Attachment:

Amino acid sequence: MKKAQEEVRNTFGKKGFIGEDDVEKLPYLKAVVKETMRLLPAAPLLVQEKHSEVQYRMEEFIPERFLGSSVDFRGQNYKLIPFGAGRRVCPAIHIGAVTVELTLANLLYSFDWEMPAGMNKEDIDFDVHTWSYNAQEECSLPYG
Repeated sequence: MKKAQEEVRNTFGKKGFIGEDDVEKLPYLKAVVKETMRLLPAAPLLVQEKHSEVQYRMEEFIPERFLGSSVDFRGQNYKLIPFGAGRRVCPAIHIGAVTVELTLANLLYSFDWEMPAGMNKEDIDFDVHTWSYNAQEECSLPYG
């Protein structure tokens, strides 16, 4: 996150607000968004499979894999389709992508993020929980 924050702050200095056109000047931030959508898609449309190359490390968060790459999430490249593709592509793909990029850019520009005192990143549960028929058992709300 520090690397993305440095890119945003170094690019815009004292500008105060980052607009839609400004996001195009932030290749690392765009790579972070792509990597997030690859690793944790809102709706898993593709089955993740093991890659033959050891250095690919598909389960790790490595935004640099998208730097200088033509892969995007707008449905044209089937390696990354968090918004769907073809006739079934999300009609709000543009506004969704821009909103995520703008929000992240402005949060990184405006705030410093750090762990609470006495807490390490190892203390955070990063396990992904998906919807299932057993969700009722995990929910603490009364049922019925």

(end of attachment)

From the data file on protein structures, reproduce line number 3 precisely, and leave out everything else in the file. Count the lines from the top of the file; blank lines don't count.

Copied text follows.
């Protein structure tokens, strides 16, 4: 996150607000968004499979894999389709992508993020929980 924050702050200095056109000047931030959508898609449309190359490390968060790459999430490249593709592509793909990029850019520009005192990143549960028929058992709300 520090690397993305440095890119945003170094690019815009004292500008105060980052607009839609400004996001195009932030290749690392765009790579972070792509990597997030690859690793944790809102709706898993593709089955993740093991890659033959050891250095690919598909389960790790490595935004640099998208730097200088033509892969995007707008449905044209089937390696990354968090918004769907073809006739079934999300009609709000543009506004969704821009909103995520703008929000992240402005949060990184405006705030410093750090762990609470006495807490390490190892203390955070990063396990992904998906919807299932057993969700009722995990929910603490009364049922019925």